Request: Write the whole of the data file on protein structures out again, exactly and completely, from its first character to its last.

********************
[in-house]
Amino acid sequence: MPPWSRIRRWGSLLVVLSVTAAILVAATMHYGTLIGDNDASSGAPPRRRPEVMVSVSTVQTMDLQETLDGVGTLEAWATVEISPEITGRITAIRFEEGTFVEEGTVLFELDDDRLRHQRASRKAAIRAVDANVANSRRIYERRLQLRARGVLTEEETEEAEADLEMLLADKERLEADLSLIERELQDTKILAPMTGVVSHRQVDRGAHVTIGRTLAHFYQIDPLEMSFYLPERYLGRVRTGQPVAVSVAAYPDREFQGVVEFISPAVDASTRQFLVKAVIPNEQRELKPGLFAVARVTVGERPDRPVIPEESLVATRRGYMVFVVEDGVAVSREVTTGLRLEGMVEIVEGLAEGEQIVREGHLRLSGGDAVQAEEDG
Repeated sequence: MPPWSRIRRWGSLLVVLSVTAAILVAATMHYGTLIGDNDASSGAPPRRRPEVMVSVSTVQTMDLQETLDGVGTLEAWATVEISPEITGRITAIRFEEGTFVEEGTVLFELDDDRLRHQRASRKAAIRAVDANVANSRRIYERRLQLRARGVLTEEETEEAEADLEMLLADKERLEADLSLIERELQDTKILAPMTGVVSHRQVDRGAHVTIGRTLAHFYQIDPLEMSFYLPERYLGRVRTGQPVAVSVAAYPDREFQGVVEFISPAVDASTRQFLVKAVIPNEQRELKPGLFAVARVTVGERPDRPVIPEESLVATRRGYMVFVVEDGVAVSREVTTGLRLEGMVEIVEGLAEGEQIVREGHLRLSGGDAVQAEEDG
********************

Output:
[in-house]
Amino acid sequence: MPPWSRIRRWGSLLVVLSVTAAILVAATMHYGTLIGDNDASSGAPPRRRPEVMVSVSTVQTMDLQETLDGVGTLEAWATVEISPEITGRITAIRFEEGTFVEEGTVLFELDDDRLRHQRASRKAAIRAVDANVANSRRIYERRLQLRARGVLTEEETEEAEADLEMLLADKERLEADLSLIERELQDTKILAPMTGVVSHRQVDRGAHVTIGRTLAHFYQIDPLEMSFYLPERYLGRVRTGQPVAVSVAAYPDREFQGVVEFISPAVDASTRQFLVKAVIPNEQRELKPGLFAVARVTVGERPDRPVIPEESLVATRRGYMVFVVEDGVAVSREVTTGLRLEGMVEIVEGLAEGEQIVREGHLRLSGGDAVQAEEDG
Repeated sequence: MPPWSRIRRWGSLLVVLSVTAAILVAATMHYGTLIGDNDASSGAPPRRRPEVMVSVSTVQTMDLQETLDGVGTLEAWATVEISPEITGRITAIRFEEGTFVEEGTVLFELDDDRLRHQRASRKAAIRAVDANVANSRRIYERRLQLRARGVLTEEETEEAEADLEMLLADKERLEADLSLIERELQDTKILAPMTGVVSHRQVDRGAHVTIGRTLAHFYQIDPLEMSFYLPERYLGRVRTGQPVAVSVAAYPDREFQGVVEFISPAVDASTRQFLVKAVIPNEQRELKPGLFAVARVTVGERPDRPVIPEESLVATRRGYMVFVVEDGVAVSREVTTGLRLEGMVEIVEGLAEGEQIVREGHLRLSGGDAVQAEEDG